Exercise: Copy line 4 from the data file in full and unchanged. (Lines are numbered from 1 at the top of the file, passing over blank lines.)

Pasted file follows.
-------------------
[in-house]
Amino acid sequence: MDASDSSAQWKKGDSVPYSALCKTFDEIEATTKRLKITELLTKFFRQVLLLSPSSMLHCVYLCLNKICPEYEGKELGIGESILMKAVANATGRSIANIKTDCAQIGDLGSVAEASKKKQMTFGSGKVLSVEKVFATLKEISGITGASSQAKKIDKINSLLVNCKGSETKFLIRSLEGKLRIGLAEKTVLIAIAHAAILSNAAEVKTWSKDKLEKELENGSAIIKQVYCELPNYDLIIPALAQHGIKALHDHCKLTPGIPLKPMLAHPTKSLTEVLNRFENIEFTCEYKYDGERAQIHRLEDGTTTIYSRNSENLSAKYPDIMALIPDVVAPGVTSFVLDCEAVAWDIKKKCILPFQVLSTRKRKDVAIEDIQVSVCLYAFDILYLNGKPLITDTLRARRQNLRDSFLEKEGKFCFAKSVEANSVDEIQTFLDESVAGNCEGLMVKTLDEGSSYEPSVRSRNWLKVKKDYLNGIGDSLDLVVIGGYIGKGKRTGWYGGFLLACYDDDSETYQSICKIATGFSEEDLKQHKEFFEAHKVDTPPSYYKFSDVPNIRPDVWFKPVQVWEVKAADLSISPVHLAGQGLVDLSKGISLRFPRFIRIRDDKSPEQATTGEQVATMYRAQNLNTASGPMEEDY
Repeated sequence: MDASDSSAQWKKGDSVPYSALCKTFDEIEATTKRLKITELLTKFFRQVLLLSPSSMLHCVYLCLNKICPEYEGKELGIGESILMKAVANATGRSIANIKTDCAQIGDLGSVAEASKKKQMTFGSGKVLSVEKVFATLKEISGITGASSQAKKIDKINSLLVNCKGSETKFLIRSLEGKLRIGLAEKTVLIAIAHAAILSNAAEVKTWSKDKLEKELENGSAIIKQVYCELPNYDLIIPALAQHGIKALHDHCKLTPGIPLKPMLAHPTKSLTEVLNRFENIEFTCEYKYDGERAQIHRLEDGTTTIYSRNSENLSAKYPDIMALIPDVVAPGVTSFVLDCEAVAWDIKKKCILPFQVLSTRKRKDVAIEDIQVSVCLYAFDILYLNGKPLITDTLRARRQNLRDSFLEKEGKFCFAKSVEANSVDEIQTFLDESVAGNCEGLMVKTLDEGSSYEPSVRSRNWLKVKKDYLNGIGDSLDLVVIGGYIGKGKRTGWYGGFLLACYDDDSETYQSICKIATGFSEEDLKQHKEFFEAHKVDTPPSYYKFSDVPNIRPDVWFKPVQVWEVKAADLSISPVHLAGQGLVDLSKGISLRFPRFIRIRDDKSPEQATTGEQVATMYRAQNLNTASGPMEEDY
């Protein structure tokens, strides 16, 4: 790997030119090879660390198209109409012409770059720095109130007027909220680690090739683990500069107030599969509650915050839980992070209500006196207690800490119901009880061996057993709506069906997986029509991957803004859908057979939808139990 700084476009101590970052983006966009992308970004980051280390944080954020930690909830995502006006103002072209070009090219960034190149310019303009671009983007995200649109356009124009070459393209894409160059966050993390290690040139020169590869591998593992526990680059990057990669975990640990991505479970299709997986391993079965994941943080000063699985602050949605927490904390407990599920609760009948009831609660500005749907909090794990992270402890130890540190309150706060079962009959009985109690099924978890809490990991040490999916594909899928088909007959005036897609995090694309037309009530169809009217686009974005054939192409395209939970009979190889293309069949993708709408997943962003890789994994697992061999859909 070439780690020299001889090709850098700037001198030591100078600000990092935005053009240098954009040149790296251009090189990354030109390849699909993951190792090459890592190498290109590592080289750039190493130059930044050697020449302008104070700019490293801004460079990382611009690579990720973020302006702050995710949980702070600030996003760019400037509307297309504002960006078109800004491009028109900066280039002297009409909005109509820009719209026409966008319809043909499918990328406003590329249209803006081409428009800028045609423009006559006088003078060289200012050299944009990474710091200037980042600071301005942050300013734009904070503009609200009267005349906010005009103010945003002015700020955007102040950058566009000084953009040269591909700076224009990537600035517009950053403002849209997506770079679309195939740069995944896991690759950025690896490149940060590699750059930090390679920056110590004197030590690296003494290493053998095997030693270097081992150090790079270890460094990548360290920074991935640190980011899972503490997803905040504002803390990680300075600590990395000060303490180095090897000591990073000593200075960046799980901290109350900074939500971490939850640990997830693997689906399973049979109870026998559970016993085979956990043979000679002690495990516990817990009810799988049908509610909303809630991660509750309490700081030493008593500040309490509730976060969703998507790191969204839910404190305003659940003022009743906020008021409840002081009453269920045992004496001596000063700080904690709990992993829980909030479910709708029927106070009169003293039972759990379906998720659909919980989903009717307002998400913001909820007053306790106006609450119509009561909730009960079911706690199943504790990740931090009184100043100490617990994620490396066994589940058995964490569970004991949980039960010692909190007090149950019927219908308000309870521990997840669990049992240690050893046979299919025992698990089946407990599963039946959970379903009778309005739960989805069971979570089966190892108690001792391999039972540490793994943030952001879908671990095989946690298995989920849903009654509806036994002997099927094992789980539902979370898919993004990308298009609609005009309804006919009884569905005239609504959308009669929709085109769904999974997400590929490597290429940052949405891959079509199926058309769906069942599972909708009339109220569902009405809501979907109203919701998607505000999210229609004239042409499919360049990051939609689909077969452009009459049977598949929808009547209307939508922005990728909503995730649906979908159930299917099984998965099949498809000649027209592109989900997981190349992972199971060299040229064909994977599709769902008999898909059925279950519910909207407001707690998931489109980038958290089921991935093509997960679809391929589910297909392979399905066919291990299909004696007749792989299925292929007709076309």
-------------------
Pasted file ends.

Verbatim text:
């Protein structure tokens, strides 16, 4: 790997030119090879660390198209109409012409770059720095109130007027909220680690090739683990500069107030599969509650915050839980992070209500006196207690800490119901009880061996057993709506069906997986029509991957803004859908057979939808139990 700084476009101590970052983006966009992308970004980051280390944080954020930690909830995502006006103002072209070009090219960034190149310019303009671009983007995200649109356009124009070459393209894409160059966050993390290690040139020169590869591998593992526990680059990057990669975990640990991505479970299709997986391993079965994941943080000063699985602050949605927490904390407990599920609760009948009831609660500005749907909090794990992270402890130890540190309150706060079962009959009985109690099924978890809490990991040490999916594909899928088909007959005036897609995090694309037309009530169809009217686009974005054939192409395209939970009979190889293309069949993708709408997943962003890789994994697992061999859909 070439780690020299001889090709850098700037001198030591100078600000990092935005053009240098954009040149790296251009090189990354030109390849699909993951190792090459890592190498290109590592080289750039190493130059930044050697020449302008104070700019490293801004460079990382611009690579990720973020302006702050995710949980702070600030996003760019400037509307297309504002960006078109800004491009028109900066280039002297009409909005109509820009719209026409966008319809043909499918990328406003590329249209803006081409428009800028045609423009006559006088003078060289200012050299944009990474710091200037980042600071301005942050300013734009904070503009609200009267005349906010005009103010945003002015700020955007102040950058566009000084953009040269591909700076224009990537600035517009950053403002849209997506770079679309195939740069995944896991690759950025690896490149940060590699750059930090390679920056110590004197030590690296003494290493053998095997030693270097081992150090790079270890460094990548360290920074991935640190980011899972503490997803905040504002803390990680300075600590990395000060303490180095090897000591990073000593200075960046799980901290109350900074939500971490939850640990997830693997689906399973049979109870026998559970016993085979956990043979000679002690495990516990817990009810799988049908509610909303809630991660509750309490700081030493008593500040309490509730976060969703998507790191969204839910404190305003659940003022009743906020008021409840002081009453269920045992004496001596000063700080904690709990992993829980909030479910709708029927106070009169003293039972759990379906998720659909919980989903009717307002998400913001909820007053306790106006609450119509009561909730009960079911706690199943504790990740931090009184100043100490617990994620490396066994589940058995964490569970004991949980039960010692909190007090149950019927219908308000309870521990997840669990049992240690050893046979299919025992698990089946407990599963039946959970379903009778309005739960989805069971979570089966190892108690001792391999039972540490793994943030952001879908671990095989946690298995989920849903009654509806036994002997099927094992789980539902979370898919993004990308298009609609005009309804006919009884569905005239609504959308009669929709085109769904999974997400590929490597290429940052949405891959079509199926058309769906069942599972909708009339109220569902009405809501979907109203919701998607505000999210229609004239042409499919360049990051939609689909077969452009009459049977598949929808009547209307939508922005990728909503995730649906979908159930299917099984998965099949498809000649027209592109989900997981190349992972199971060299040229064909994977599709769902008999898909059925279950519910909207407001707690998931489109980038958290089921991935093509997960679809391929589910297909392979399905066919291990299909004696007749792989299925292929007709076309």